Regional Mall Vacancies Hit Six-Year High In First Quarter

Vacancies in regional shopping malls around the country hit a six-year high during the first three months of 2018, which should stress an already struggling retail sector.

The Wall Street Journal, citing data from Reis, the real estate data company, reported that the vacancy rate at large malls around America hit 8.4 percent in the first quarter, which is up from 8.3% in the fourth quarter of 2017. It is the highest level of vacancies since the fourth quarter of 2012, noted The Wall Street Journal. Neighborhood and community shopping centers in 41 of the 77 metropolitan areas that Reis tracks had an increase in the number of vacancies during the past 12 months as of the end of March.

The vacancies are due in large part to a consumer shift to shop online. Department stores and retailers have been forced to shutter stores or have gone under as a result of the new shopping patterns among American consumers. Reis did note that retailers had 453,000 more square feet of space in shopping centers for the first quarter as compared to the fourth quarter, but it was still the lowest level for any three month period in longer than five years.  There was a completion of 712,000 square feet of new shopping center space at the end of the first quarter as well, but Reis said that was a lot lower than the average. “The first quarter tends to see the lowest activity,” the Reis report said, according to the WSJ. “However, this was an unusually slow quarter for retail leasing and construction.”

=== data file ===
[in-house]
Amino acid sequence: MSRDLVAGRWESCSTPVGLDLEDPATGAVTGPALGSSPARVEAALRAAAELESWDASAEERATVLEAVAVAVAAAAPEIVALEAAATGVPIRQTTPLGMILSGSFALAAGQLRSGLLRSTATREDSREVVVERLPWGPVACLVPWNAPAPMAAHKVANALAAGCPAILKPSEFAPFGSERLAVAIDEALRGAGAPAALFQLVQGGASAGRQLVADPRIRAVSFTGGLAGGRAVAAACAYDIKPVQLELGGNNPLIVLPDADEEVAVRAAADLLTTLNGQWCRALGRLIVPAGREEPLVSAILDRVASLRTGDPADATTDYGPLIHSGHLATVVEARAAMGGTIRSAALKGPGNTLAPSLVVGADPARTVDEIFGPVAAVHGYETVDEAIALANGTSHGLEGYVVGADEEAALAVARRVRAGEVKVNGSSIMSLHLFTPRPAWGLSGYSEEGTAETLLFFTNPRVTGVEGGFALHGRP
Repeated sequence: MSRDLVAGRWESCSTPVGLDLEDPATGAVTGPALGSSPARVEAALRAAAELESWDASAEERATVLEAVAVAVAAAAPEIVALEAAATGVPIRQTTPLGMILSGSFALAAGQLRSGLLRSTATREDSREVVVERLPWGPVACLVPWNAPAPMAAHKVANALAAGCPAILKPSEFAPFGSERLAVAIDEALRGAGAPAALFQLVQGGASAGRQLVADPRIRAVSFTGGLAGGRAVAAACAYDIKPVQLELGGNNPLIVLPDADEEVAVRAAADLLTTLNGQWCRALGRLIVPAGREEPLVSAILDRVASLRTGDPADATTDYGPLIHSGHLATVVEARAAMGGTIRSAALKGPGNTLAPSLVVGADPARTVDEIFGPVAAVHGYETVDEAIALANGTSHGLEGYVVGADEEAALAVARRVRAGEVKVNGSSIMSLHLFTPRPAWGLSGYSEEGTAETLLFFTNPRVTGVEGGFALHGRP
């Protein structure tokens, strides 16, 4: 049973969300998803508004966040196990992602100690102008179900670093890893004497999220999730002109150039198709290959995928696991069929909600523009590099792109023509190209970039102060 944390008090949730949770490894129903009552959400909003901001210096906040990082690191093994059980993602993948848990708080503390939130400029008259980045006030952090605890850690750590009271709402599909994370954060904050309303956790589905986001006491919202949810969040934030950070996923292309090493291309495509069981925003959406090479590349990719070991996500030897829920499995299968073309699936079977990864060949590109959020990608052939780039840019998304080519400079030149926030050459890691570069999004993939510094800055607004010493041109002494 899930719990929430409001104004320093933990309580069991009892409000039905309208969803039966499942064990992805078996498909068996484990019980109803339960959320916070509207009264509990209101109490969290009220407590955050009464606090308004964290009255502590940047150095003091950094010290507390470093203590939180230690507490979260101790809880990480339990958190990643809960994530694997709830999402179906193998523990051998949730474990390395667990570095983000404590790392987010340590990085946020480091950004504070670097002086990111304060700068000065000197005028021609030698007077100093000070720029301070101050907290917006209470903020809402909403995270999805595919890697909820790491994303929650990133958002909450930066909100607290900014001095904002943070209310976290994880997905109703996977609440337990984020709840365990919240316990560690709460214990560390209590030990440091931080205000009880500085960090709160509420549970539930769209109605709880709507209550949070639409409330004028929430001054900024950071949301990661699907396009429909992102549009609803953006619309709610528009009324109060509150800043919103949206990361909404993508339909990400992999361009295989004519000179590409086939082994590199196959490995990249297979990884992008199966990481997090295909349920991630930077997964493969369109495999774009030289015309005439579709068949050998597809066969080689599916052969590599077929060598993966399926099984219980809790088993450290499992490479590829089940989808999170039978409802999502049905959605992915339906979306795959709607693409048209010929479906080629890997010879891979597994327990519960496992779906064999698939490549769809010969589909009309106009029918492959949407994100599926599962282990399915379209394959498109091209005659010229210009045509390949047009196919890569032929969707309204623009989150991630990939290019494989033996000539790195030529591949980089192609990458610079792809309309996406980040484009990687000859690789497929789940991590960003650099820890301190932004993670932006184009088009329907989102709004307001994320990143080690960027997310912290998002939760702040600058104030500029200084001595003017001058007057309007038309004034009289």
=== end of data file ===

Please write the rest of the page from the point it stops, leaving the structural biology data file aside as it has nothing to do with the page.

While the economy in the U.S. is growing, the store closings are hurting smaller cities that have relied on the retail sector to create jobs and bring in tax revenue for the cities. That has prompted lawmakers to get involved in some state governments, creating new laws that force Amazon and other online retailers to collect sales tax on purchases made online so physical stores aren’t at a disadvantage to their online rivals. Meanwhile, President Donald Trump has picked up the attacks on Amazon last week, saying in a tweet: “They pay little or no taxes to state & local governments, use our Postal System as their Delivery Boy (causing tremendous loss to the U.S.), and are putting many thousands of retailers out of business!”  Amazon hasn’t commented on the tweet but has noted it collects sales tax on its own inventory of products it sells in 45 states that have the tax.


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